Ray Bradbury, 'Fahrenheit 451' Author, Dies at 91
Ray Bradbury in December 2009.
CREDIT: Caleb Sconosciuto | Wikipedia
Ray Bradbury, author of the "The Martian Chronicles" and "Fahrenheit 451," died at the age of 91 in Los Angeles. He leaves behind stories that explore otherworldly visions as well as add a dollop of cautionary tale for the future.
Bradbury's career spanned hundreds of novels, short stories, plays and television and film scripts since the 1940s up until his death on the evening of June 5, BBC reports in its obituary. But perhaps his best known work is "Fahrenheit 451" — the dystopian novel about a world where books have been outlawed and society has slipped into a shallow intellectual pool.
The story's title comes from the temperature at which paper can spontaneously catch fire, as a nod to the futuristic firemen whose job is to burn illegal caches of books. The main character, a fireman, struggles with his curiosity about books and an uncaring wife whose live revolves around TV shows seen on a "parlor wall" (not unlike a huge HDTV).
Bradbury once referred to "Fahrenheit 451" as the only science fiction book he ever wrote, according to a 1999 interview with the Weekly Alibi. He held up his "Martian Chronicles" short story collection as an example of fantasy that features an ancient Martian civilization, but added that it would be around a long time because myths have staying power. [5 Great Ray Bradbury Quotes About Death]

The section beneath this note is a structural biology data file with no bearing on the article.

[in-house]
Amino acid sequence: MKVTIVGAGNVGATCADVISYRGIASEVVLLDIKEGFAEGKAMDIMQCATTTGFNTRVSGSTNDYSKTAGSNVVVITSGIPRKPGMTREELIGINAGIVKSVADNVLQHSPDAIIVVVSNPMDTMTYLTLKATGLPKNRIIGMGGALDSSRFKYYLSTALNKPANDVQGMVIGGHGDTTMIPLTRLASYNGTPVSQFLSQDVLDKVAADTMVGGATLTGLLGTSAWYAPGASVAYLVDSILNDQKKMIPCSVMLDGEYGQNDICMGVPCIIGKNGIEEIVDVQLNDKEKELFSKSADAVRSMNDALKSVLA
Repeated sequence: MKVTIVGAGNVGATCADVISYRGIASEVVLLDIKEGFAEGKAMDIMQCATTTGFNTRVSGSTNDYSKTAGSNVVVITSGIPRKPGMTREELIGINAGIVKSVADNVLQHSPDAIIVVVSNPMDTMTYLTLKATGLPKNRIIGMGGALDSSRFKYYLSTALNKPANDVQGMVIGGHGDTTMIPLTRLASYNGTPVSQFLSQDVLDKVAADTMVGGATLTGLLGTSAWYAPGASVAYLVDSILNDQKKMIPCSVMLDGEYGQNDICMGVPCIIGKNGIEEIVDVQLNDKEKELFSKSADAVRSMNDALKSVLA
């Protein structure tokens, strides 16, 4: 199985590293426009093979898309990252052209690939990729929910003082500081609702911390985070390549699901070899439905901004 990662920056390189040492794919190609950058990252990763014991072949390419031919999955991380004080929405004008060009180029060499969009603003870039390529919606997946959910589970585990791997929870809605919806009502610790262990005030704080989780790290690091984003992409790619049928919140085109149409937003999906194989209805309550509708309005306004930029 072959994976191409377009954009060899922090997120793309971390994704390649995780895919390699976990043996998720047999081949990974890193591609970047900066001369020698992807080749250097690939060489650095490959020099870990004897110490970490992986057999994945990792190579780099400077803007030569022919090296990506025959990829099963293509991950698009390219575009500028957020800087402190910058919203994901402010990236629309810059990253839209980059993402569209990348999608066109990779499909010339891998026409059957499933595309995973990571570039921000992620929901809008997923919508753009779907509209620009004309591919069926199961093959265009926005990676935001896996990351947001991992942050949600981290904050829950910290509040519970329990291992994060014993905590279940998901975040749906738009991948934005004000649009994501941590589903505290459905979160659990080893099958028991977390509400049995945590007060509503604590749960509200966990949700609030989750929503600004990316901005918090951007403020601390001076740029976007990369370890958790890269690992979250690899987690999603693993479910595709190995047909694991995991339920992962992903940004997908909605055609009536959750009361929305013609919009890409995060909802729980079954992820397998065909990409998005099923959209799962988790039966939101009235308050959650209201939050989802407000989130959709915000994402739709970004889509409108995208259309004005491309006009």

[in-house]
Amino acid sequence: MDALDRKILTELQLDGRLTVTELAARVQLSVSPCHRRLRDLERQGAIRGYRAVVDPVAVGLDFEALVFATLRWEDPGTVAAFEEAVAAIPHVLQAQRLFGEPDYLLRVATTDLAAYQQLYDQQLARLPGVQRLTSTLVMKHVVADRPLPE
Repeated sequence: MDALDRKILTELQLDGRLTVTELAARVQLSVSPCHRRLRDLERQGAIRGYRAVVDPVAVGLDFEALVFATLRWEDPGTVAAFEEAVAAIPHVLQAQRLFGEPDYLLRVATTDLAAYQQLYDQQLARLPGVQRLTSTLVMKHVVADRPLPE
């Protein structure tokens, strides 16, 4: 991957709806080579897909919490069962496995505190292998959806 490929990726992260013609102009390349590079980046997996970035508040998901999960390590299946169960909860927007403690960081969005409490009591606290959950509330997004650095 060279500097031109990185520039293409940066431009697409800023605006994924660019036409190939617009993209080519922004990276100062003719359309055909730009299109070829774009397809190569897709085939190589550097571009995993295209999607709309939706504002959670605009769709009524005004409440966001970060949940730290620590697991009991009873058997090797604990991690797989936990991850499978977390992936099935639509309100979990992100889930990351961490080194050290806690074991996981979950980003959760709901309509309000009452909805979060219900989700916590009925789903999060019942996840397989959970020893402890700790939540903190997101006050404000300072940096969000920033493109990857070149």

Despite denying having written much science fiction, Bradbury did acknowledge his impact on generations of scientists and ordinary readers. He recalled attending a gathering of about 60 astronauts in Houston during NASA's legendary Apollo era of sending humans to the moon. Half the astronauts jumped to their feet and turned to stare at the author when he was announced.
"They were all my children, weren't they?" Bradbury told the Weekly Alibi. "So we influence each other. John Glenn read me when he was younger. All of them have read me."
It's safe to predict that many more explorers, scientists and innovators will continue to read Bradbury's books for years to come. [10 Sci-Fi Predictions That Came True]
A complete sense of Bradbury's life and sense of purpose stands out in the introduction passage of "The Illustrated Man" — the favorite book of Danny Karapetian, the author's grandson. Karapetian shared the Bradbury quote with science fiction and futurism blog io9.
"My tunes and numbers are here. They have filled my years, the years when I refused to die. And in order to do that I wrote, I wrote, I wrote, at noon or 3:00 A.M. So as not to be dead."